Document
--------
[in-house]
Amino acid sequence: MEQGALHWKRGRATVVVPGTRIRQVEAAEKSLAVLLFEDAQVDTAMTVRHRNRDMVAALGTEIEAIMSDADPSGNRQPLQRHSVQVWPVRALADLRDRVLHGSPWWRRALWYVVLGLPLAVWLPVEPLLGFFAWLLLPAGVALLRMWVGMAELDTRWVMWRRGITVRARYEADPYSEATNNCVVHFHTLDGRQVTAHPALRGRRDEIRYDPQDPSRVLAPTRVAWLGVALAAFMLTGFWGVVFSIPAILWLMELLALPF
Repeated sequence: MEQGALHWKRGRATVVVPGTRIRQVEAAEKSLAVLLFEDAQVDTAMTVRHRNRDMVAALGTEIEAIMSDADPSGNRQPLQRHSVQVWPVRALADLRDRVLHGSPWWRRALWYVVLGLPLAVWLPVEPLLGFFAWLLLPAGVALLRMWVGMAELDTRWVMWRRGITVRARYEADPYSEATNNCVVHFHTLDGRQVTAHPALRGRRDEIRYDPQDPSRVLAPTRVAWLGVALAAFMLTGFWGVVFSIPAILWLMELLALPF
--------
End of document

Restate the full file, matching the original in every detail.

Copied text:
[in-house]
Amino acid sequence: MEQGALHWKRGRATVVVPGTRIRQVEAAEKSLAVLLFEDAQVDTAMTVRHRNRDMVAALGTEIEAIMSDADPSGNRQPLQRHSVQVWPVRALADLRDRVLHGSPWWRRALWYVVLGLPLAVWLPVEPLLGFFAWLLLPAGVALLRMWVGMAELDTRWVMWRRGITVRARYEADPYSEATNNCVVHFHTLDGRQVTAHPALRGRRDEIRYDPQDPSRVLAPTRVAWLGVALAAFMLTGFWGVVFSIPAILWLMELLALPF
Repeated sequence: MEQGALHWKRGRATVVVPGTRIRQVEAAEKSLAVLLFEDAQVDTAMTVRHRNRDMVAALGTEIEAIMSDADPSGNRQPLQRHSVQVWPVRALADLRDRVLHGSPWWRRALWYVVLGLPLAVWLPVEPLLGFFAWLLLPAGVALLRMWVGMAELDTRWVMWRRGITVRARYEADPYSEATNNCVVHFHTLDGRQVTAHPALRGRRDEIRYDPQDPSRVLAPTRVAWLGVALAAFMLTGFWGVVFSIPAILWLMELLALPF